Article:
Why are e-cigarettes so popular among Americans who want to quit smoking, even though so little is known about their safety or effectiveness? The answer lies in their marketing - they are simply "cooler" than nicotine inhalers. So says Michael Steinberg of the Rutgers Robert Wood Johnson Medical School in the USA, leader of a pilot study1 about the perception and use of these nicotine delivery devices. The findings appear in the Journal of General Internal Medicine2 , published by Springer.
Nicotine inhalers work when nicotine vapor is breathed in and absorbed through cells in the mouth lining, and studies have proven their safety and ability to help people to quit smoking. Despite being approved by the US Food and Drug Administration since 1997, these pharmaceutical products are rarely used. On the other hand, the electronic cigarette, or e-cigarette, is very popular despite limited data about its safety and benefits. No regulatory evaluation has been done on this device, by which vaporized nicotine is inhaled through the heating of a nicotine-containing solution. Its visible "vapor" can be inhaled and exhaled.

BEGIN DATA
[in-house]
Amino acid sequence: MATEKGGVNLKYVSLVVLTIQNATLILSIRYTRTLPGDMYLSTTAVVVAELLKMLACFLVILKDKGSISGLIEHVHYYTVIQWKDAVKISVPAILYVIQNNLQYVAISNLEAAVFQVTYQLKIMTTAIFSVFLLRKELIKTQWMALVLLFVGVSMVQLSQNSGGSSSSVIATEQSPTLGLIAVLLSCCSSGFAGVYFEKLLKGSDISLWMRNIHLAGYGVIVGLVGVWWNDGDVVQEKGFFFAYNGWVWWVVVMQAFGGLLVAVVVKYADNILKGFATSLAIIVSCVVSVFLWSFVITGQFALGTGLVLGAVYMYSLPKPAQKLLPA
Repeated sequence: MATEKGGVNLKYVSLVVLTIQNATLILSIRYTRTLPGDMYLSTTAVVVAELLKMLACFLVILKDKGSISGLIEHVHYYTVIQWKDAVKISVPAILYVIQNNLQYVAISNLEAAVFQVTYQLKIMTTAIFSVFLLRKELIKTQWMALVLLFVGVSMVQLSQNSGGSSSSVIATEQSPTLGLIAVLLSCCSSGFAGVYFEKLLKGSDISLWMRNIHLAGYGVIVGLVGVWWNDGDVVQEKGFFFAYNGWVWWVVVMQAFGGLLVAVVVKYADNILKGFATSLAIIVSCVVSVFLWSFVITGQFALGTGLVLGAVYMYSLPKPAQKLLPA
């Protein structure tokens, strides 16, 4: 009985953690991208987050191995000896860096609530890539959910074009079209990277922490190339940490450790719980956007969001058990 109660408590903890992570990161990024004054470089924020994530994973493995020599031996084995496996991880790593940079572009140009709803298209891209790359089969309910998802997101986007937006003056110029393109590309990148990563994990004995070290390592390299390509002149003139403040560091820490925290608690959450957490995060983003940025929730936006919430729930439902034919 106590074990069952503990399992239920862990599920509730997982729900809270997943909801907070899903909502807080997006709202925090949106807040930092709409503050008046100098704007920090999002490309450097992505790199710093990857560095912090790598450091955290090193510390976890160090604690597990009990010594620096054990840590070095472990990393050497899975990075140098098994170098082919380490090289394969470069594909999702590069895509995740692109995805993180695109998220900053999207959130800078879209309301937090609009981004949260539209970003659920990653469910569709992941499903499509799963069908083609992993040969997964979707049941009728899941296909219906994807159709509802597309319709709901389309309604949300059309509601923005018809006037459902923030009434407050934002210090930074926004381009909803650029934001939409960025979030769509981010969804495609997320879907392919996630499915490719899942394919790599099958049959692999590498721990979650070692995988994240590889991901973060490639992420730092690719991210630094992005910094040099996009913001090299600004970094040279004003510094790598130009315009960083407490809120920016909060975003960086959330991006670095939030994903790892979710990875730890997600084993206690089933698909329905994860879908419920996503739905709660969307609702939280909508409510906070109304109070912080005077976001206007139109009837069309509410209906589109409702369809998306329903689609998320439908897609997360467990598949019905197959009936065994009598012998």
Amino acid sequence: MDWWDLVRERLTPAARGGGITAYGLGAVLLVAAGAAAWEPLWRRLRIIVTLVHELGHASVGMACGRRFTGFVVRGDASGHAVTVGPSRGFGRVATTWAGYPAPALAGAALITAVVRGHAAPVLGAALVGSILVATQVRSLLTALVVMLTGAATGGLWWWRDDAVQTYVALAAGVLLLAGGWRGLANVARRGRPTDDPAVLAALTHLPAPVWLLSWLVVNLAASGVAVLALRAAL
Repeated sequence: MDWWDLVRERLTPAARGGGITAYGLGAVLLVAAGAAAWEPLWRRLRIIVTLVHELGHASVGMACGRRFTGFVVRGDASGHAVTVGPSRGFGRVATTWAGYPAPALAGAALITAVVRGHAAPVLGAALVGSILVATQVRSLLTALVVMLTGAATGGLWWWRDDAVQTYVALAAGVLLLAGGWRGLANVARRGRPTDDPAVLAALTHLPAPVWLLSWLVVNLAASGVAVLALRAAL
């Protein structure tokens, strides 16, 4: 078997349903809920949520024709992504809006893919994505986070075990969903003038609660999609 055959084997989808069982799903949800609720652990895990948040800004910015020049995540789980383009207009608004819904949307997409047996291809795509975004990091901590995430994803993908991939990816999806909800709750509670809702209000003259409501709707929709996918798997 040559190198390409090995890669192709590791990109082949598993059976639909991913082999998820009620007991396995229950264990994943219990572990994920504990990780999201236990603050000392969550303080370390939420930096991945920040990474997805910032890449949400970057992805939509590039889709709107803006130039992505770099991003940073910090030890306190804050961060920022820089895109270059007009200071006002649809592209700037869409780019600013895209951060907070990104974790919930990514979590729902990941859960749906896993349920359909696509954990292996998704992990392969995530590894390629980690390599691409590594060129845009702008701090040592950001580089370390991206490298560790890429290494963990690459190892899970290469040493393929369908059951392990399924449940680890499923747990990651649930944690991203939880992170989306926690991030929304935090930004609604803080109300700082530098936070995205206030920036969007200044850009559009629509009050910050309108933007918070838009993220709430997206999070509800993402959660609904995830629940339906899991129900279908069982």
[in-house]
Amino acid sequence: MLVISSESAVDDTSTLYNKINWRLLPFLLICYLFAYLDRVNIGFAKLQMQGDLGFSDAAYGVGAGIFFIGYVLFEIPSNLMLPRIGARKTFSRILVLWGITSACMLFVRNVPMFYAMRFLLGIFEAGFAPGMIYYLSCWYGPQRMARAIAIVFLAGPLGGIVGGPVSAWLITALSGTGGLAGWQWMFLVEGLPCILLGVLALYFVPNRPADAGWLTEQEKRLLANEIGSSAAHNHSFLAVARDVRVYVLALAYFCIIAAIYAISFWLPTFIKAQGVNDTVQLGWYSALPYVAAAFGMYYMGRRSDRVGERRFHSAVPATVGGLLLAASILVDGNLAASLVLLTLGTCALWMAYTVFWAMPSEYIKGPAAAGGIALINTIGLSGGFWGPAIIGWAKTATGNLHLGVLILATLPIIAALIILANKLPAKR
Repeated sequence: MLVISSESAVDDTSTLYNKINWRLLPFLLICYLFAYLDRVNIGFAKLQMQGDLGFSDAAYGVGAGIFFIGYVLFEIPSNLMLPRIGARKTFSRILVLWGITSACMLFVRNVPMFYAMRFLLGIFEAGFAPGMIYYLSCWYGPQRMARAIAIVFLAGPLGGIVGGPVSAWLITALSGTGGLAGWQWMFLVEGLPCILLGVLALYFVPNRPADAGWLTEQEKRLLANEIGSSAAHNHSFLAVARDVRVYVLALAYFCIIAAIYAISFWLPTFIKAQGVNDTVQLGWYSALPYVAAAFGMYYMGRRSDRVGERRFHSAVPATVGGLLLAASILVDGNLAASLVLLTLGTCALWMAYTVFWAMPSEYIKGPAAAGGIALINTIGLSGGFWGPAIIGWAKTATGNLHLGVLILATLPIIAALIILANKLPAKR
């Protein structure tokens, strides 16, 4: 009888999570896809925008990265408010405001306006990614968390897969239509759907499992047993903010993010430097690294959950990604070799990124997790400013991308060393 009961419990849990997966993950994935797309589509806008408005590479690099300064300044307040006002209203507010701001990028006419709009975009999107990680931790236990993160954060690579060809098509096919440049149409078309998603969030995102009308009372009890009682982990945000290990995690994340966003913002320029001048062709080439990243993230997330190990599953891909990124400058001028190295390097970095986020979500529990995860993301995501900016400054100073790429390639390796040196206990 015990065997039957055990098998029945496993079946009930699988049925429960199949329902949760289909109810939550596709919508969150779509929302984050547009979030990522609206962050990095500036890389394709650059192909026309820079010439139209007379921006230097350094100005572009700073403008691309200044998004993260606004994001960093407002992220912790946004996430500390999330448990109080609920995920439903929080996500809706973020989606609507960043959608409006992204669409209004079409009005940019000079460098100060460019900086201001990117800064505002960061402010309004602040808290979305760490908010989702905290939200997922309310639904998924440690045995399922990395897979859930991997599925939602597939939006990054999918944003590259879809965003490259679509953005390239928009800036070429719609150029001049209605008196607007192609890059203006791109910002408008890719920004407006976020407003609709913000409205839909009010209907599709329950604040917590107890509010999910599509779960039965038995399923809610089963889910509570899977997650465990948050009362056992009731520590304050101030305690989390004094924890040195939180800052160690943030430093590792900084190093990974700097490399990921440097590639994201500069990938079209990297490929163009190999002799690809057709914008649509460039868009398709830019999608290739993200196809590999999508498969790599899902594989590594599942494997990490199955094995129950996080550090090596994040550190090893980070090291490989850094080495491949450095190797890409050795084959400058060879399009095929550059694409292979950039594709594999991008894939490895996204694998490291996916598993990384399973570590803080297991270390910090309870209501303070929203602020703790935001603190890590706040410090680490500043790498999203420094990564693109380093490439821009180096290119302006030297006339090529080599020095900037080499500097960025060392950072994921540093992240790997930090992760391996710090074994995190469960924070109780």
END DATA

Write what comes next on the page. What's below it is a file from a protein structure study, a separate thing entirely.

Steinberg's team conducted a crossover trial during which 38 current smokers from New Jersey tried out the e-cigarette and the nicotine inhaler over a period of three days each. The participants rated the e-cigarette to be more acceptable and "cool," and judged it to be more helpful and effective in the process of trying to quit smoking. The e-cigarette also provided superior satisfaction and physical reward compared to the inhaler, and was even on par with the participants' own tobacco cigarettes.
Seventy-six percent of the participants said they would indeed use an e-cigarette to help them quit. Eighteen percent (seven of the 38 participants) did not smoke at all during the three-day test period using the e-cigarette, while only 10 percent (four participants) refrained while using the inhaler.
Moreover, knowledge and perceptions about the e-cigarette are much stronger than those about the nicotine inhaler. Steinberg's team believes this is because of its better marketing on television, the internet, on Facebook and Twitter. In contrast, very little advertising is done for the inhaler.
"E-cigarettes have the potential to be important nicotine delivery products because of their high acceptance and perceived benefit, but more data are needed to evaluate their actual efficacy and safety," emphasizes Steinberg. He believes physicians, as trusted sources of health information, should be aware of these issues so that they can adequately inform patients about the pros and cons involved. "Physicians have the potential to be an important source for answers about e-cigarettes that may influence the public's perceptions and use of these products."